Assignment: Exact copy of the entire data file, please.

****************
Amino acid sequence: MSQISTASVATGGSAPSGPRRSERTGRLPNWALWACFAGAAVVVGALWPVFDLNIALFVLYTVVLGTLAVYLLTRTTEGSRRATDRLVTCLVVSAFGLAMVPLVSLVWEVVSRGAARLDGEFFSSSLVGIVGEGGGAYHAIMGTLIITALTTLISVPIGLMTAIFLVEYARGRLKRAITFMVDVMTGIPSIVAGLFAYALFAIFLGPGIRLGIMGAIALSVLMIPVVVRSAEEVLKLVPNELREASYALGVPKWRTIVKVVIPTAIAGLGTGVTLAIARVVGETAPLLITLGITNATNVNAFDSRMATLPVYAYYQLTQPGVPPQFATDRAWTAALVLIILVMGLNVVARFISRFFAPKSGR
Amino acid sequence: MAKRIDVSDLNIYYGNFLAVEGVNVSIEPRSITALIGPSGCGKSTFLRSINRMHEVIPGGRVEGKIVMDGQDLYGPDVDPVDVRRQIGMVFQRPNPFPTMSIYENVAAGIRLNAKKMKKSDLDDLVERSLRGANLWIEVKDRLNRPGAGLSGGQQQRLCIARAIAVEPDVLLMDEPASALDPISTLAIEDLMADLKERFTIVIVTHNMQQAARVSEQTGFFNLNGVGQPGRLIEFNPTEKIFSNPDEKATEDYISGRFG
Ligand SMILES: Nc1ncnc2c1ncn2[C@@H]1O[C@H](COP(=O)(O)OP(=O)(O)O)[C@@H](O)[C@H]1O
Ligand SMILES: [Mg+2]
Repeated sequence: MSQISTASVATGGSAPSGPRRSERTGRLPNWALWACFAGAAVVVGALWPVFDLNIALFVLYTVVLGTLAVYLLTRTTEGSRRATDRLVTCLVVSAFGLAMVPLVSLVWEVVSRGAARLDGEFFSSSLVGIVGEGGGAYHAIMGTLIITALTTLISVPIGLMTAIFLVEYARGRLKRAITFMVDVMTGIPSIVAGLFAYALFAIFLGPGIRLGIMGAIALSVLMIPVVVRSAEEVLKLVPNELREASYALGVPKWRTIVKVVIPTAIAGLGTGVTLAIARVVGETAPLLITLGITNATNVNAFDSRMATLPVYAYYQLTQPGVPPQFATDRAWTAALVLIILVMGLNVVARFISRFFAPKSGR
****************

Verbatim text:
Amino acid sequence: MSQISTASVATGGSAPSGPRRSERTGRLPNWALWACFAGAAVVVGALWPVFDLNIALFVLYTVVLGTLAVYLLTRTTEGSRRATDRLVTCLVVSAFGLAMVPLVSLVWEVVSRGAARLDGEFFSSSLVGIVGEGGGAYHAIMGTLIITALTTLISVPIGLMTAIFLVEYARGRLKRAITFMVDVMTGIPSIVAGLFAYALFAIFLGPGIRLGIMGAIALSVLMIPVVVRSAEEVLKLVPNELREASYALGVPKWRTIVKVVIPTAIAGLGTGVTLAIARVVGETAPLLITLGITNATNVNAFDSRMATLPVYAYYQLTQPGVPPQFATDRAWTAALVLIILVMGLNVVARFISRFFAPKSGR
Amino acid sequence: MAKRIDVSDLNIYYGNFLAVEGVNVSIEPRSITALIGPSGCGKSTFLRSINRMHEVIPGGRVEGKIVMDGQDLYGPDVDPVDVRRQIGMVFQRPNPFPTMSIYENVAAGIRLNAKKMKKSDLDDLVERSLRGANLWIEVKDRLNRPGAGLSGGQQQRLCIARAIAVEPDVLLMDEPASALDPISTLAIEDLMADLKERFTIVIVTHNMQQAARVSEQTGFFNLNGVGQPGRLIEFNPTEKIFSNPDEKATEDYISGRFG
Ligand SMILES: Nc1ncnc2c1ncn2[C@@H]1O[C@H](COP(=O)(O)OP(=O)(O)O)[C@@H](O)[C@H]1O
Ligand SMILES: [Mg+2]
Repeated sequence: MSQISTASVATGGSAPSGPRRSERTGRLPNWALWACFAGAAVVVGALWPVFDLNIALFVLYTVVLGTLAVYLLTRTTEGSRRATDRLVTCLVVSAFGLAMVPLVSLVWEVVSRGAARLDGEFFSSSLVGIVGEGGGAYHAIMGTLIITALTTLISVPIGLMTAIFLVEYARGRLKRAITFMVDVMTGIPSIVAGLFAYALFAIFLGPGIRLGIMGAIALSVLMIPVVVRSAEEVLKLVPNELREASYALGVPKWRTIVKVVIPTAIAGLGTGVTLAIARVVGETAPLLITLGITNATNVNAFDSRMATLPVYAYYQLTQPGVPPQFATDRAWTAALVLIILVMGLNVVARFISRFFAPKSGR